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When I was a child, three old oak trees stood in “Nordskoven” (The North Forest) in the part of Denmark called Horns Herred. Sadly, only one of them remains today, since the two “younger” ones have died. Storkeegen (meaning the Stork’s Oak, so named from an old painting where a couple of storks were nesting in it) fell during a storm in November 1981, and the last part of Snoegen (meaning the Twisted Oak) withered and died in 1991.

However, Kongegen – the name means “The King’s Oak” – is still standing, with a bit of help from the “crutches” its human friends have given it.

Kongeegen in Autumn

The King’s Oak in early Autumn

The King's Oak in Summer

The King’s Oak during Summer.

Early Spring

And in early Spring

According to our history, Denmark was unified by king Gorm the Old around 960 AD. At his time, the King’s Oak was already a large and old oak tree. We can’t say for sure just how large, because its age is not known with certainty. At this time it will have been between 400 and 1000 years old.

It is a good question how it survived, seeing that oak wood is in high demand. But it stands in an area that has always been swampy and difficult to access. Later it has been worthless as timber, since it was already rotting on the inside.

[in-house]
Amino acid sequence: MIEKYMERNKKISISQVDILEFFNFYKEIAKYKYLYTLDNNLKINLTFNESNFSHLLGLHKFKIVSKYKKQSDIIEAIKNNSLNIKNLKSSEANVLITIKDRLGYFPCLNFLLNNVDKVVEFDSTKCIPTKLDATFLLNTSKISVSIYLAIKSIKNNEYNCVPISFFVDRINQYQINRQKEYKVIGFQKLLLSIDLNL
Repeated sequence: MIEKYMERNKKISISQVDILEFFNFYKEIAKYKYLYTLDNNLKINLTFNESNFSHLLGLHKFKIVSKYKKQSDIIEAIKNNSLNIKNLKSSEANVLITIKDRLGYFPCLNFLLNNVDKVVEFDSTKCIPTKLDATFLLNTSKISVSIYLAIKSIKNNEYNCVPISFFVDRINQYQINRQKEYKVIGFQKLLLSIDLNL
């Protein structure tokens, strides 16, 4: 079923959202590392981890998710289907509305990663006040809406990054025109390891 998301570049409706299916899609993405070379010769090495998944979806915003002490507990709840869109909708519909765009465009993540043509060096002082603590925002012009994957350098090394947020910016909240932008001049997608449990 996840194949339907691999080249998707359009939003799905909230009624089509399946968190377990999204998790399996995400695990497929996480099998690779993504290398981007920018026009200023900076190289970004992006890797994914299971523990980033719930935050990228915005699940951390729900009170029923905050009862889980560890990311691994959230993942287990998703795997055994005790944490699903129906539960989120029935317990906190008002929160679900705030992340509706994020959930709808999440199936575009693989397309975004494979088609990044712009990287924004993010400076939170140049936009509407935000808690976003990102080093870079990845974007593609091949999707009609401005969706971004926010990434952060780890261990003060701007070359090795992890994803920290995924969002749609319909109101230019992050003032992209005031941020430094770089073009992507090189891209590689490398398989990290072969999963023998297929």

Today it stands among younger, taller trees. In the summer, their leaves are depriving it of sunlight, slowly killing the old oak.

This is the plaque on the fence surrounding the tree:


In English it reads,


Age: 1400-2000 years.
Once 14 meters in circumference
A main branch broke off in 1973

Please help us protect the old tree
by remaining on this side of the fence.

To put its age into perspective, it may be older than Christ. It definitely broke from the ground before the first Vikings set sail. And with a little luck it will still be standing by the time I leave this world.